Uber calls UofSC student Samantha Josephson’s death ‘unspeakable,’ urges focus on ridesharing safety
COLUMBIA, SC (WIS) - The ride-sharing service Uber has released a statement regarding the kidnapping and murder of University of South Carolina student Samantha Josephson, who had summoned a ride from the service but inadvertently entered a car not a part of the service, police said.
In a statement to WIS, a spokesperson said:
Since 2017, we’ve been working with local law enforcement and college campuses across the country to educate the public about how to avoid fake rideshare drivers. Everyone at Uber is devastated to hear about this unspeakable crime, and our hearts are with Samantha Josephson’s family and loved ones. We remain focused on raising public awareness about this incredibly important issue.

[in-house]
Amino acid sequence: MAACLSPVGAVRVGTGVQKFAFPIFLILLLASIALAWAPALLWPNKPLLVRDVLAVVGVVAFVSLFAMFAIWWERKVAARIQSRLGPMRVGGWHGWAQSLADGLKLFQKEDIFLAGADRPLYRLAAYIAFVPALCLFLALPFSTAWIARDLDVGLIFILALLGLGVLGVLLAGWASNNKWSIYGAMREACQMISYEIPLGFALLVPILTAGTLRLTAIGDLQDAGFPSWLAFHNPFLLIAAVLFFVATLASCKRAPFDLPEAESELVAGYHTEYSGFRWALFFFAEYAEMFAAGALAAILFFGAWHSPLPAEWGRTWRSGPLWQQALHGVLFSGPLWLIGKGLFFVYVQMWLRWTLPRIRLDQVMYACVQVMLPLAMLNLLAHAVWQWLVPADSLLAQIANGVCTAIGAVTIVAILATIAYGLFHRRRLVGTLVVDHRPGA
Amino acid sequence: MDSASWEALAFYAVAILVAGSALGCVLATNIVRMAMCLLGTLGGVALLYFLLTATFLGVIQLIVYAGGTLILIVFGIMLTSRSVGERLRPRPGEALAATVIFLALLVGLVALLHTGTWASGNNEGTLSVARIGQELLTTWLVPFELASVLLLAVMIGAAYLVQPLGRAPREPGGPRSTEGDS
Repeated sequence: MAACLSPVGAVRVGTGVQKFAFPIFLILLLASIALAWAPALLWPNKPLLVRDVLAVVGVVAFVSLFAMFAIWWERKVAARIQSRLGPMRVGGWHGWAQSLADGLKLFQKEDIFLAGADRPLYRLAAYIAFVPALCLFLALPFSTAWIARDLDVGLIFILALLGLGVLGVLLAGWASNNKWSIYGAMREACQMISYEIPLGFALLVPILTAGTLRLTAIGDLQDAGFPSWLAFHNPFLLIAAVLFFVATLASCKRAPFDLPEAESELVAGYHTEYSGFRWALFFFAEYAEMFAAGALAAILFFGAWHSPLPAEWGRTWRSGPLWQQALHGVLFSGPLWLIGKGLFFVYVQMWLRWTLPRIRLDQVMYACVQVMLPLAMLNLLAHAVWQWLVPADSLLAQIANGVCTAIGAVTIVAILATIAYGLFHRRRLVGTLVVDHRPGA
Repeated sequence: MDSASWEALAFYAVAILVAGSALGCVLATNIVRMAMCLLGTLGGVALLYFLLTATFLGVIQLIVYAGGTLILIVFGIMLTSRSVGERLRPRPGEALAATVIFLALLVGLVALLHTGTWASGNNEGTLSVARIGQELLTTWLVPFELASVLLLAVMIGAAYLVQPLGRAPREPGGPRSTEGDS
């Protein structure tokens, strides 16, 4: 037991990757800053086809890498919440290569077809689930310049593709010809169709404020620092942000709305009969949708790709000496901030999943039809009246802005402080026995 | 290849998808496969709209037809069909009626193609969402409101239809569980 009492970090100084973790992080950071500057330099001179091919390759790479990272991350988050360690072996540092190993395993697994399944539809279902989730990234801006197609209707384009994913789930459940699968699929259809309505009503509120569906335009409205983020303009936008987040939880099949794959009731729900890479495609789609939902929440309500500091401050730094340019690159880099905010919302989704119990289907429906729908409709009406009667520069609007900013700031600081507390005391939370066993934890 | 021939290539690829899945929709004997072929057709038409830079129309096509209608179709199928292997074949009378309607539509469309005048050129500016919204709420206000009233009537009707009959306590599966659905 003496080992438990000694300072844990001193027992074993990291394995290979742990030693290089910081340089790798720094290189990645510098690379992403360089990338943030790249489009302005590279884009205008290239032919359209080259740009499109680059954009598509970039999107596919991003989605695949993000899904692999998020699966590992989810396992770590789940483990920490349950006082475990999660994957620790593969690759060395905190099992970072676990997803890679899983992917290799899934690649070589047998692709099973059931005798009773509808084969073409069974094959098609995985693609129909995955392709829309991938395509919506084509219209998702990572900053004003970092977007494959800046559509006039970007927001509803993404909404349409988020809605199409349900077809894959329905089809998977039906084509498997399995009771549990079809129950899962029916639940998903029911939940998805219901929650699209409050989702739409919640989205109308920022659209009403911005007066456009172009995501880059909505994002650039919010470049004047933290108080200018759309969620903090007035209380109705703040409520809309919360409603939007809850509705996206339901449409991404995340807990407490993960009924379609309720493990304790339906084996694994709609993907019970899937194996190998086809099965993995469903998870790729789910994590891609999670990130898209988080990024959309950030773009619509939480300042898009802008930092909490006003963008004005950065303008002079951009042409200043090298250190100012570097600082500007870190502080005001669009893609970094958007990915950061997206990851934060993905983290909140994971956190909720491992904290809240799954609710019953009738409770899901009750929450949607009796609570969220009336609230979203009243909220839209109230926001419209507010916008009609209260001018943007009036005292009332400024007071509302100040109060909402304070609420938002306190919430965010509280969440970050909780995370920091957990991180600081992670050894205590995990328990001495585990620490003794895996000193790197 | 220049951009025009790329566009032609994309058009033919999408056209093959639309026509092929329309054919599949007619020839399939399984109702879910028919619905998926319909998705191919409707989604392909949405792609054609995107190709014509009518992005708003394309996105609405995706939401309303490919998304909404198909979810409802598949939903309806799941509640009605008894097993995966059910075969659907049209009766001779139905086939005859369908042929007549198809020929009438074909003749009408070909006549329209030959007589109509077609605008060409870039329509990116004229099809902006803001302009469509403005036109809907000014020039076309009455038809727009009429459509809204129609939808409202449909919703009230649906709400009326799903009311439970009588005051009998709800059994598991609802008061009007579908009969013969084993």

Josephson was waiting outside of a Five Points bar in the early morning hours of March 29 when she entered a car allegedly driven by Nathaniel Rowland. Police said she summoned an Uber but did not get into the car she ordered. She was later found dead in a secluded area in Clarendon County.
State Representative Seth Rose (D-Columbia) announced Monday night on Twitter the introduction of the 'Samantha L. Josephson Ridesharing Safety Act," a bill that would mandate illuminated signage for ride-sharing services.
Uber encourages users to be proactive in ensuring your ride is what you ordered.
"We remind riders to double check two important details before starting a trip - the driver and the car," the service says. "When requesting a trip through the Uber app, you receive the driver's photo, name, the car's make and model and license plate number."
You can find more safety tips in the below video:
Rowland was later charged with her kidnapping and murder. He waived his right to appear during a court appearance on March 31 and is currently being held at the Alvin S. Glenn Detention Center. His next court appearance is on April 22 at 9 a.m.
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